$\hspace{1.53 in}=|S|-|A_2|-|A_3|-|A_4|-|A_5|+|A_4\cap A_5|$

$\displaystyle\hspace{1.53 in}=\binom{9}{4}-\binom{4}{4}-\binom{5}{4}-\binom{6}{4}-\binom{7}{4}+\binom{4}{4}=\color{red}{71}$.

Ok so we are breaking this down by case:

Case 1: none of our letters are the same and we pick 5 distinct letters

Case 2a: exactly 2 of the letters are the same and the other 3 are distinct.

Case 2b: 2 of the letters are the same, 2 others are the same, and the fifth is distinct.

Case 3a: exactly 3 of the letters are the same and the other 2 are distinct.

Case 3b: exactly 3 of the letters are the same and the other 2 are also the same.

Case 4: exactly 4 of the letters are the same and the other 1 is distinct.

Case 5: all 5 letters are the same.


We see that any combination must be one of these $5$ cases, and there is no overlap in the $5$ cases. Thus we are going to sum up the number of total possibilities for each case.

Case 1: If we pick $5$ distinct letters, we pick one of each letter, so there is only $1$ way to do this.

Case 2a: First lets count the ways to pick the $2$ letters which are the same. It can't be E, so there are only $4$ ways to pick them. Second, we must pick $3$ more from the remaining $4$ letters (none of these can be the same letter as the first $2$ since that would be a different case). Thus we use $4$ choose $3$, which turns out to be $4$ options. We multiply these together to see that we have $4\times 4=16$ options for case 1.

Case 2b: We are now picking two pairs from four possible letters which have sufficient quantities. Thus the ways to pick the two pairs is $4$ choose $2$. The fifth letter is any of the remaining $3$ letters, so we have $6\times 3=18$ for this case.

Case 3a: Similarly, there are only $3$ ways to pick $3$ matching letters. Then we proceed to pick the other $2$ from $4$ choices, so we multiply $3$ by $4$ choose $2$ to get $3\times 6=18$ options for case 3.

Case 3b: There are $3$ ways to pick the triplet and the other pair only has $3$ options also, since it can't be the same letter as the triplet (that would be case 5). Thus there are $3\times 3=9$ possibilities.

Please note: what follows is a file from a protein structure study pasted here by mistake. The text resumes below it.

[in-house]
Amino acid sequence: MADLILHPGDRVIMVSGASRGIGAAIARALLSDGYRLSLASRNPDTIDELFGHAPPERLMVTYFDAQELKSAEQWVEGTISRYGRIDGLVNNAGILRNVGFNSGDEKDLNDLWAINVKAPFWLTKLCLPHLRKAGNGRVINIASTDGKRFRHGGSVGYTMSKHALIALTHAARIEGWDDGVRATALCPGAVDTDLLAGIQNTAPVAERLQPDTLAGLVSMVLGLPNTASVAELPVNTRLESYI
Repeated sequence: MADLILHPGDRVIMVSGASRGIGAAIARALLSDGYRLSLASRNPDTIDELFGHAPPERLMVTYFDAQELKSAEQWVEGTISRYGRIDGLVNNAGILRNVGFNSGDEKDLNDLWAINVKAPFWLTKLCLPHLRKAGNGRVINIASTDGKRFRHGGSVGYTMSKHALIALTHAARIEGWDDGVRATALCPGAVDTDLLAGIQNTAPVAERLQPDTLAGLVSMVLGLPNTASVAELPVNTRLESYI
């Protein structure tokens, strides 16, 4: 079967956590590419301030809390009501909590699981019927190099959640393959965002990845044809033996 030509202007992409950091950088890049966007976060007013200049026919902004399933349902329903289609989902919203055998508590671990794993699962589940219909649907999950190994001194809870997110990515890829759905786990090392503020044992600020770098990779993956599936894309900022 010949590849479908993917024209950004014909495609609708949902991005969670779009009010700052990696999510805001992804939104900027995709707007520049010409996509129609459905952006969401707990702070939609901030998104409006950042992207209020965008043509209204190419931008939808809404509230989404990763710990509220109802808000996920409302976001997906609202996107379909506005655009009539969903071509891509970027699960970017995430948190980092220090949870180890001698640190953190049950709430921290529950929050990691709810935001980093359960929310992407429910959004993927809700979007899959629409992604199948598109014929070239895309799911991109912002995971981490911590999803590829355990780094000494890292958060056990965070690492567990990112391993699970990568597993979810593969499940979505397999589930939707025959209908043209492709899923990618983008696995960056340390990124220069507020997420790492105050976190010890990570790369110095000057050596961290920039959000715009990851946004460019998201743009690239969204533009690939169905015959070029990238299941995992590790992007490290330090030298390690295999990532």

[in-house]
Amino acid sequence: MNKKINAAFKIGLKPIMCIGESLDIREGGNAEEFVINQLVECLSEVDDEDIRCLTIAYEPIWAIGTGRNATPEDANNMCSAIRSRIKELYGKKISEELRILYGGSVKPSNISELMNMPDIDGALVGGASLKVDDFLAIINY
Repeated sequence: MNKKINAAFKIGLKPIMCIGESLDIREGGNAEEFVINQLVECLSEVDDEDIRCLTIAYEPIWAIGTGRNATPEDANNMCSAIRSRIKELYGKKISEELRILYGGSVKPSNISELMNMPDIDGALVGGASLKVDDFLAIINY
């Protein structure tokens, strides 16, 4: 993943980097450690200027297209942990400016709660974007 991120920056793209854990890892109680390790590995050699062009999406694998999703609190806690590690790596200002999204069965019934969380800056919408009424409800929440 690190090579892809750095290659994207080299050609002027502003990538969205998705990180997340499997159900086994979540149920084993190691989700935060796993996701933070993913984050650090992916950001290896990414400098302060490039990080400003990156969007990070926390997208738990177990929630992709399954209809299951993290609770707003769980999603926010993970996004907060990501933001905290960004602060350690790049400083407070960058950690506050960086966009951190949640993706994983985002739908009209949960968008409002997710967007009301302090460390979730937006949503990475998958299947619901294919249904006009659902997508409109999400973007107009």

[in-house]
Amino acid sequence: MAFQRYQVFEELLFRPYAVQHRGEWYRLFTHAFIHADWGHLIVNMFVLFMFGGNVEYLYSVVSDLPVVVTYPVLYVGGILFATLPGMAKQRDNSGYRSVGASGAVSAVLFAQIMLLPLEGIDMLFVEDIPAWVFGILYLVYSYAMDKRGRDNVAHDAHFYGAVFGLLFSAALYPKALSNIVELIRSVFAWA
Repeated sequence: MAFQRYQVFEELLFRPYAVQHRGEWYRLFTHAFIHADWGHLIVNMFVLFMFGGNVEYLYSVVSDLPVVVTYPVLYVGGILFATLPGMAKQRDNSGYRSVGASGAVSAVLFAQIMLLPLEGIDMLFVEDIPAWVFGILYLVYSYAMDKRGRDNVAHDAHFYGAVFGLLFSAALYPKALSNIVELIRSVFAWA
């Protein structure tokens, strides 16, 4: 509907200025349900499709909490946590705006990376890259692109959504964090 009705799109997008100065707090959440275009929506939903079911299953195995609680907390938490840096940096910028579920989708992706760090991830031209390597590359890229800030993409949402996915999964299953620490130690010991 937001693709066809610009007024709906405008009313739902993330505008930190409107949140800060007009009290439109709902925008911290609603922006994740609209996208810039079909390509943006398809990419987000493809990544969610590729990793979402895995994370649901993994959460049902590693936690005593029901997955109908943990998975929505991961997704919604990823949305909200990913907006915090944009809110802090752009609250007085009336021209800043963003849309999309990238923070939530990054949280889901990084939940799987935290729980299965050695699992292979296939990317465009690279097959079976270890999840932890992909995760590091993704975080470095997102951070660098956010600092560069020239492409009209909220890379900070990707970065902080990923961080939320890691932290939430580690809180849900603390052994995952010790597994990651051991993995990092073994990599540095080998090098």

Case 4: Hopefully you follow the pattern: there are only $2$ ways to pick $4$ of the same letter, and $4$ ways to pick the fifth letter, so we have $2\times 4=8$ for this case.

Case 5: Finally, there is only one way to pick $5$ of the same number.

Summing those together we get $1+16+18+18+9+8+1=71$ options. For me, this is the most straightforward approach once you understand it.

Well, you could just hammer through all of the possibilities. (You'll also appreciate why the shortcuts are there.)

Number of ways of selecting 5 different letters:
ABCDE (1)

Number of ways to select 2 similar and 3 different letter:
AABCD AABCE AABDE AACDE
BBCDE ABBCD ABBCE ABBDE
ACCDE ABCCD ABCCE BCCDE
ABCDD ABDDE ABCDD BCDDE (16)

Number of ways of selecting 2 similar + 2 more similar letter and 1 different letter:
AABBC AABBD AABBE
AACCD AACCE AABCC
BBCCD BBCCE ABBCC
ABBDD BBCDD BBDDE
ACCDD BCCDD CCDDE (18)

Number of ways to select 3 similar and 2 different letters:
AAABC AAABD AAABE AAACD AAACE AAADE
ABBBC ABBBD ABBBE BBBCD BBBCE BBBDE
ABCCC ACCCD ACCCE BCCCD BCCCE CCCDE (18)

Number of ways to select 3 similar and another 2 other similar:
AABBB BBBCC BBBDD
AACCC BBCCC CCCDD (9)

Number of ways to select 4 similar and 1 different letter:
AAAAB AAAAC AAAAD AAAAE
ABBBB BBBBC BBBBD BBBBE (8)

Number of ways to select 5 similar letters:
AAAAA (1)

Let's look at just one of these sets to see if we can get a feel for the nomenclature:

Number of ways to select 3 similar and 2 different:

$$\dbinom{4}{2}\times \dbinom{3}{1}=18$$

This is read "$4$ choose $2$ times $3$ choose $1$." This is shorthand for:

$$\frac{4!}{2!(4-2)!}\times\frac{3!}{1!(3-1)!}$$

which is shorthand for:

$$\frac{4\times 3\times 2 \times 1}{2 \times 2 \times 1} \times \frac{3\times 2 \times 1}{1 \times 2 \times 1} = 18$$

Okay, but why?

One of those "chooses" refers to the 2 similar, and the other to the 3 similar. Note that they are all laid out in 3 groups of 6.

Perhaps I will come back later to go over the theory in more detail....